We hit the trail later this morning at 9:30. We made good time with lots of hills to climb. We reached Tellico Gap at 14:30 and it was warm with open skies above the roadway and power lines. I did some foot repair, and we helped ourselves to water jugs from trail angels to refill by.

We climbed a lot, then descended into the Wesser Bald shelter, right past the water source. We snacked early and made cheese quesadillas pre dinner. We were set up near the trail, so we saw several folks we know hiking by to get to the Nantahala Outdoor Center.

We decided to wait until tomorrow to do the last 5.5 miles downhill. It will be raining, so we plan to stay near the NOC for the evening. There is a 7 mile climb the next day away from the Nantahala River.

Several of us — including Bison, Inflammable, and another — went back .8 miles to the Wesser Bald observation tower to view the sunset, but the incoming cloud cover blocked it. We came back down and sat around the fire for about 30 minutes before going to bed.

Day 11

Day 11

After a restful multiple-shower stay at Ron Haven’s Sapphire Inn, we were treated to a free pancake and bacon breakfast at the First Baptist Church of Franklin, where we’d been shuttled in church vans. The parishioners made us feel very welcome. We had a bible reading during breakfast and signed the Class of 2014 wall poster. They have been doing this for thru-hikers for eight years, and the Nantahala AT Club was there to present a thank you check to the church for their support. I had great catch up discussions with many thru hikers that I hadn’t seen for a few days.

Afterwards, we checked out of the hotel and joined the other thru hikers waiting for the 9:00 Ron Haven shuttle back to the trail. The hotel manager informed us that due to icing we would not be able to get back to Rock Gap, where we’d been picked up the day before. Bennett and I discussed our options and decided to get taken back to Winding Stair Gap with everyone else and “slack pack” — hike the Day 113 miles south to Rock Gap without our packs and then back to them at Winding Stair Gap to cover the section we would otherwise have missed.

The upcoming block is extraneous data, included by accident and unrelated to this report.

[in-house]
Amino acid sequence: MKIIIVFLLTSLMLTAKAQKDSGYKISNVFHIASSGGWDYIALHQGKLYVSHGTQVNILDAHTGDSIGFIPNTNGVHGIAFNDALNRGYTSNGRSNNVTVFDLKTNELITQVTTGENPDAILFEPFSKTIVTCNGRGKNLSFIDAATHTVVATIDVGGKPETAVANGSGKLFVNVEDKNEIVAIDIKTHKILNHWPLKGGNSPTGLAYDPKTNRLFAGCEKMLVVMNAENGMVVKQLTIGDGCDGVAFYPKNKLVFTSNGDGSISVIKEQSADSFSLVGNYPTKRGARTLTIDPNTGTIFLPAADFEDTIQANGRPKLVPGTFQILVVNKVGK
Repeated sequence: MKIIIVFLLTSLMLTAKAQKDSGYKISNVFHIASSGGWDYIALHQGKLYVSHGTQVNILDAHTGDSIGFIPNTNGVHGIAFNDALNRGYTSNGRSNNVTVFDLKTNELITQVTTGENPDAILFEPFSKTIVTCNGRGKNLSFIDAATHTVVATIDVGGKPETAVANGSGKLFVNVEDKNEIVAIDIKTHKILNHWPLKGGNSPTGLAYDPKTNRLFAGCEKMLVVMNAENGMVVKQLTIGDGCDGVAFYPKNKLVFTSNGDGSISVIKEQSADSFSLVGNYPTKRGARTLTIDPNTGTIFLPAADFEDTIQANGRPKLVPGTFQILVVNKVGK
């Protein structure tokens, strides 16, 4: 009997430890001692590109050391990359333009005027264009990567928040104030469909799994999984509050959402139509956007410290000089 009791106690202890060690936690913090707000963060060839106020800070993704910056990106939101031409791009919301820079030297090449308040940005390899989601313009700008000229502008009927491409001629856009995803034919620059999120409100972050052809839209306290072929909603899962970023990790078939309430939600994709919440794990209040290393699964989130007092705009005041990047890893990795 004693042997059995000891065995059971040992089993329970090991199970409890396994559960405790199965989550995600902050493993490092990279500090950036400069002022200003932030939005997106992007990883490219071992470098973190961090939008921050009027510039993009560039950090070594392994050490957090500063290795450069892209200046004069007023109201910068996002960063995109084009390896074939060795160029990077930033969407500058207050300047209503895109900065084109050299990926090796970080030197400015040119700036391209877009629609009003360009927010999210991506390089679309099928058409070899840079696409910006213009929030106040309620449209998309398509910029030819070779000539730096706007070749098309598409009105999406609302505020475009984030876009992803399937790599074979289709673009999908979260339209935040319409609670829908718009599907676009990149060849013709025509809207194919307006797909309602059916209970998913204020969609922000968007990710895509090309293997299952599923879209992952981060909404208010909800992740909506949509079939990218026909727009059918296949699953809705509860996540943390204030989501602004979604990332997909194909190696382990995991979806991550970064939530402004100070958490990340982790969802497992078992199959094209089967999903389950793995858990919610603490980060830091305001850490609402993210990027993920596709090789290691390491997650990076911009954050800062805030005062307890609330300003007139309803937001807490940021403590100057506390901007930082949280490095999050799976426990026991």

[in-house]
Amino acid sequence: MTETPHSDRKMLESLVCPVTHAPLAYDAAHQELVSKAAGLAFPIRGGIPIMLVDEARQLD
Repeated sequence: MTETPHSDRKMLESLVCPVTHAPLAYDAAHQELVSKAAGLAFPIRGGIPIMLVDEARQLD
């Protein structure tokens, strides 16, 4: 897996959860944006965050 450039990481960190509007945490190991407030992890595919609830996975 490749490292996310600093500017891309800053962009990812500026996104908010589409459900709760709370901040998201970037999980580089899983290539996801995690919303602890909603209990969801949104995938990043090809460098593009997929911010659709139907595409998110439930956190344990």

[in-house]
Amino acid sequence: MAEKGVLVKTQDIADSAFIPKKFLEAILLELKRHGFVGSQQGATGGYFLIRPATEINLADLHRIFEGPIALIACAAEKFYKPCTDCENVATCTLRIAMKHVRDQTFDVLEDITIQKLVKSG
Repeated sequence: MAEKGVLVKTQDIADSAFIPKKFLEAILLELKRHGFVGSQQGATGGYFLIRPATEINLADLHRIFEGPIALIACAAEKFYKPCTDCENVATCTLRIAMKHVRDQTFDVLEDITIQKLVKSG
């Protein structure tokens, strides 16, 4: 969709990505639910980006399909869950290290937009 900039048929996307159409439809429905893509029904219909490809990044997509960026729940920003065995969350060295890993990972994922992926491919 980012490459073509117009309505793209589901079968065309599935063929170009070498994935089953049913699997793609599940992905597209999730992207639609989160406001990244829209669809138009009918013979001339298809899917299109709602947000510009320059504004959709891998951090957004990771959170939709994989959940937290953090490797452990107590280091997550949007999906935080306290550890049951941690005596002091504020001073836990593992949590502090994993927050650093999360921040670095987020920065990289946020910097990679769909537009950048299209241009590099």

Once Ron showed up with the tourist bus, we asked him if it really was not possible to get to Rock Gap. His answer was abrupt, and he said that we’d need to ride there with some other service. It then occurred to us that he was unaware that we had returned to the Sapphire and checked in on our own. The other thru hikers loading into the bus vouched overwhelmingly for us having stayed in the hotel, so Ron said he’d try to get us to Rock Gap.

After dropping the other 20 or so hikers at Winding Stair Gap, Ron successfully took us around to Rock Gap. We saw Ben, who we hadn’t seen since the first night at Hawk Mountain shelter, waiting to be picked up. We said our goodbyes and headed out on what would be a 15 mile day of hiking through up to a foot of snow.  This was exactly what the salesman at Outdoor 76 said not to do again until later on in Virginia. The snow really slowed us down sometimes, and I slipped and fell on my butt for the first time on the trail.

Otherwise, I did pretty well, but the comfortable evening in the hotel did affect my pace on this long mileage day. We reached Wayah Bald Lookout Tower late in the afternoon. We enjoyed the warm sun and view from the tower area and met a nice Wayah Lookoutyoung man section hiking to prepare for the PTC Trail out west. After a few pictures, we headed the last mile downhill to the Wayah Bald shelter.

There we saw some familiar faces from the bus that morning. There were six in the shelter, about 20 others spread out in flat, snow-cleared tent spaces, and a few in hammocks. For the first night, Bennett and I were forced to not be tented and hammocked next to each other. Since we had arrived fairly early compared to most hikers, I was able to grab a clear semi flat site for my tent.

After setting up, Bennett cooked Ramen with tuna for us. Water was a long way off again, so we made due for dinner from our trail supply and got water later for cleaning dishes and the next day. We also had a hard time hanging our food bear bags tonight, since there were no cables.

We spent a few hours with a dozen other hikers around the fire talking about our experiences of the day, food, Alabama Guy, who caught up with us today, and the plans for getting to the NOC during the next couple of days with rain coming soon.

I helped Bennett get settled into her hammock and turned in at 22:30 to write this blog entry. Good night.

Day 10

Day 10

Two a.m. and I heard the sound of snow falling on the flies and tarps in the snowy campBetty Creek campsite. I double checked that my gear was staying  dry, then went back to sleep and woke to an inch of snow around us. We skipped heating our breakfast and spent the time knocking snow off our covers and packing up while we snacked.

We hit the trail for Hwy 64 and Franklin, NC, 12 miles away. I had problems getting my footing initially across the snowy roots and rocks, but once the pace was determined, we knocked out the 4.5 miles to Albert Mountain. The last 100 foot climb was like climbing rocks, complicated by the slick snow cover.